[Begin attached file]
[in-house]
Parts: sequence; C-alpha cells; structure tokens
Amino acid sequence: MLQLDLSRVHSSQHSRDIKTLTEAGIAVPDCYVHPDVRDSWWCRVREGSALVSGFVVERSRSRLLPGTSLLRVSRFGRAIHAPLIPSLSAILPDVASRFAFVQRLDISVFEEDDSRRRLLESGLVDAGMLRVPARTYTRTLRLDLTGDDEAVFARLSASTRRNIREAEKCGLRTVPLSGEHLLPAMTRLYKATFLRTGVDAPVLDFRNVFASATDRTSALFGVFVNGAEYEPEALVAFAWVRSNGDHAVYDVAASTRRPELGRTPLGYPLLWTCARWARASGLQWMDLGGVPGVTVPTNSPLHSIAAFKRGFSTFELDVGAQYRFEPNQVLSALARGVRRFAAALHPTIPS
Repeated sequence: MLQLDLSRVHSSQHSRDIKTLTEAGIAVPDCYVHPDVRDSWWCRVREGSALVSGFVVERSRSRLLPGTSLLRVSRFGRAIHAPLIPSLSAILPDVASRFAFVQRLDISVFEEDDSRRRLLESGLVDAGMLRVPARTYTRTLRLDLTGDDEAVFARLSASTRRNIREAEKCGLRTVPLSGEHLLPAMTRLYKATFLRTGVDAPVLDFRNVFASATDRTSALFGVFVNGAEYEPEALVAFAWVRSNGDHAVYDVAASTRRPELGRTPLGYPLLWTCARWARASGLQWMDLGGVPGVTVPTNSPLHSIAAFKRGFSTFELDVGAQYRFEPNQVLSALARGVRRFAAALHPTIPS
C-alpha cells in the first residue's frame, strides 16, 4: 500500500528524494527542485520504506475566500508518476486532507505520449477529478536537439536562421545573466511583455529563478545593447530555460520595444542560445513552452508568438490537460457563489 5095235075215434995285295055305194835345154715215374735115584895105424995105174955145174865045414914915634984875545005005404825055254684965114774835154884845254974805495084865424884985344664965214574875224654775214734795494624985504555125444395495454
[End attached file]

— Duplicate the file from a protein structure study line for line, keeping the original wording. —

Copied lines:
[in-house]
Parts: sequence; C-alpha cells; structure tokens
Amino acid sequence: MLQLDLSRVHSSQHSRDIKTLTEAGIAVPDCYVHPDVRDSWWCRVREGSALVSGFVVERSRSRLLPGTSLLRVSRFGRAIHAPLIPSLSAILPDVASRFAFVQRLDISVFEEDDSRRRLLESGLVDAGMLRVPARTYTRTLRLDLTGDDEAVFARLSASTRRNIREAEKCGLRTVPLSGEHLLPAMTRLYKATFLRTGVDAPVLDFRNVFASATDRTSALFGVFVNGAEYEPEALVAFAWVRSNGDHAVYDVAASTRRPELGRTPLGYPLLWTCARWARASGLQWMDLGGVPGVTVPTNSPLHSIAAFKRGFSTFELDVGAQYRFEPNQVLSALARGVRRFAAALHPTIPS
Repeated sequence: MLQLDLSRVHSSQHSRDIKTLTEAGIAVPDCYVHPDVRDSWWCRVREGSALVSGFVVERSRSRLLPGTSLLRVSRFGRAIHAPLIPSLSAILPDVASRFAFVQRLDISVFEEDDSRRRLLESGLVDAGMLRVPARTYTRTLRLDLTGDDEAVFARLSASTRRNIREAEKCGLRTVPLSGEHLLPAMTRLYKATFLRTGVDAPVLDFRNVFASATDRTSALFGVFVNGAEYEPEALVAFAWVRSNGDHAVYDVAASTRRPELGRTPLGYPLLWTCARWARASGLQWMDLGGVPGVTVPTNSPLHSIAAFKRGFSTFELDVGAQYRFEPNQVLSALARGVRRFAAALHPTIPS
C-alpha cells in the first residue's frame, strides 16, 4: 500500500528524494527542485520504506475566500508518476486532507505520449477529478536537439536562421545573466511583455529563478545593447530555460520595444542560445513552452508568438490537460457563489 5095235075215434995285295055305194835345154715215374735115584895105424995105174955145174865045414914915634984875545005005404825055254684965114774835154884845254974805495084865424884985344664965214574875224654775214734795494624985504555125444395495454